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Posts Tagged ‘legless fighter pilot’

Winner: Frank, followed by the Driver and Carol

Frank seems to be getting the hang of this, winning for a second week in a row. Tied with the Driver in regulation, he needed only one round in the playoffs to win tonight’s game.

If truth be told, the Driver just gave away the game, missing a very easy question – who did 87% of Cubans in Florida vote for in the 1980 election? Why it was Ronald Reagan, of course, not George H.W. Bush.

Good Question!: Name the legless fighter pilot of World War II.

Choices: a. Red Baron  b. Douglas Bader   c. Ernst Udet   d. Tex Hill

Answer: Douglas Bader

SIR DOUGLAS BADER, WORLD WAR II ACE

Sir Douglas R.S. Bader, Britain’s legendary legless fighter pilot of World War II, was credited with downing 24 German planes in 1940-41.

He was commissioned into the Royal Air Force in 1930 at the age of 20 and lost both legs when his Bulldog fighter crashed during an aerobatic display near Reading in November 1931.

He was discharged from the Air Force in 1933, but was determined to fly again. He had artificial legs made at the Roehampton center for limbless ex-servicemen in South London and learned to walk on them while working for an oil company.

When war broke out in September 1939 with Germany’s invasion of Poland, Britain was desperate for pilots and he persuaded the R.A.F. to take him back as a pilot, where he flew fighter sorties in the Battle of Britain.

He attributed his success in aerial combat to the three maxims of German ace Erich Hartmann:

If you had the height, you controlled the battle.
If you came out of the sun, the enemy could not see you.
If you held your fire until you were very close, you seldom missed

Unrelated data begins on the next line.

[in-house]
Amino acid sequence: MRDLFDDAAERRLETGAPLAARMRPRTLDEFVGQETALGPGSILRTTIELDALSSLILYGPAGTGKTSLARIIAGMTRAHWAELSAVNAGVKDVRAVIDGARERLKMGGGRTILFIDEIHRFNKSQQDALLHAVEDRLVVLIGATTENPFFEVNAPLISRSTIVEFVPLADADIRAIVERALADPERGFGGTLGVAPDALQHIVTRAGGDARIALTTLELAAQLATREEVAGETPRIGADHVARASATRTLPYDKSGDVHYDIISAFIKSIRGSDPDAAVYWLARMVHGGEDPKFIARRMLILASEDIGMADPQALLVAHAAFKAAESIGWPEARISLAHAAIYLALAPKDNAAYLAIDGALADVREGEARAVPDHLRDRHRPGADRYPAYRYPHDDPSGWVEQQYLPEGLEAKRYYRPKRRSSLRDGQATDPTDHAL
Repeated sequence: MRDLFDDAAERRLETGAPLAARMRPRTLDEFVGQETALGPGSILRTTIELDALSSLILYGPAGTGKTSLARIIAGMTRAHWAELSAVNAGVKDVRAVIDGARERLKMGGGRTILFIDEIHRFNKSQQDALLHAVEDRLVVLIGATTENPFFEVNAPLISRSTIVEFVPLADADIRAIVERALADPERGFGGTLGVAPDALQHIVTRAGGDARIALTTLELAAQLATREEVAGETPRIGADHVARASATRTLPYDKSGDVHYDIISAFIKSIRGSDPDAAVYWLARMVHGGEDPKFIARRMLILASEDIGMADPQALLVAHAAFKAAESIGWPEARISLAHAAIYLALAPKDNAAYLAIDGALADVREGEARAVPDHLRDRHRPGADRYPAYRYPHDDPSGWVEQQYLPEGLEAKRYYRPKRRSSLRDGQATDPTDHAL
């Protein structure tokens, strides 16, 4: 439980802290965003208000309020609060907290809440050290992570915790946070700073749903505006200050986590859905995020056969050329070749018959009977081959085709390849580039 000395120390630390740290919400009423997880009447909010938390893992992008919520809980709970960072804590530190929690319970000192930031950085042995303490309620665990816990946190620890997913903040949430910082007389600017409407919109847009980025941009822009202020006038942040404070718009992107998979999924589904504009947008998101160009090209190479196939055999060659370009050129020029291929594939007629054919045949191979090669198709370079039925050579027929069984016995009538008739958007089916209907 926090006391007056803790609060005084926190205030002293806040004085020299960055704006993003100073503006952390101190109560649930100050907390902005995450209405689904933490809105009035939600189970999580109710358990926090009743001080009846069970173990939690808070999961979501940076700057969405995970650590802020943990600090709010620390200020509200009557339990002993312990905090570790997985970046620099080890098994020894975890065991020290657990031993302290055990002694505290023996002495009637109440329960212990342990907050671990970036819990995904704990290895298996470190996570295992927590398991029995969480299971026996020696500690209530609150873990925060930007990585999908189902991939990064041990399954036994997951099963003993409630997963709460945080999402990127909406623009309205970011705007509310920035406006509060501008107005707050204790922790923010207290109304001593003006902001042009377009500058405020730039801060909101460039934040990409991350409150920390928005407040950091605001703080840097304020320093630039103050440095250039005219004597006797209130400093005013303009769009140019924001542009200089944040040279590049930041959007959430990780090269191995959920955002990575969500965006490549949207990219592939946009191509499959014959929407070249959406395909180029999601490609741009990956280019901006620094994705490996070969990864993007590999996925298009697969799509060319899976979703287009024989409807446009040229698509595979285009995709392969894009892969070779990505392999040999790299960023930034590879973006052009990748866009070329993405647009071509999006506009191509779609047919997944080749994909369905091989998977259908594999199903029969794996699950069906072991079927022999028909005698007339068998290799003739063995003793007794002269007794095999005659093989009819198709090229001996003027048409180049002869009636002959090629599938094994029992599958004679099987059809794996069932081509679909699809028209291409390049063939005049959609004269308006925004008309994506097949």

He flew Hurricanes and Spitfires, fighting his first action during the evacuation of British soldiers from Dunkirk in May and June 1940 after France capitulated.

He got his first ”kill” there with his Spitfire, downing a Messerschmitt 109. He was made a squadron leader and then wing commander, leading the first R.A.F. fighter squadron with all Canadian personnel.

Sir Douglas destroyed an estimated 30 enemy planes, of which 24 were officially confirmed. He was awarded the Distinguished Service Order and Distinguished Flying Cross, both with bars, for courage and leadership. He was also decorated twice by the French.

In August 1941, his Spitfire collided with a Messerschmitt over Bethune in France, and he was captured after parachuting to earth. He was held prisoner by the Germans, despite four escape attempts, until he was freed by American troops in April 1945.

Sir Douglas R.S. Bader, Britain’s legendary legless fighter pilot of World War II, died in 1982 from a heart attack. He was 72 years old.

To see Bader’s Spitfire, the plane that won the battle of Britain (a short clip) :

For those with plenty of time, here is a fascinating and quite touching “This is Your Life” British TV piece on Bader:

 

 

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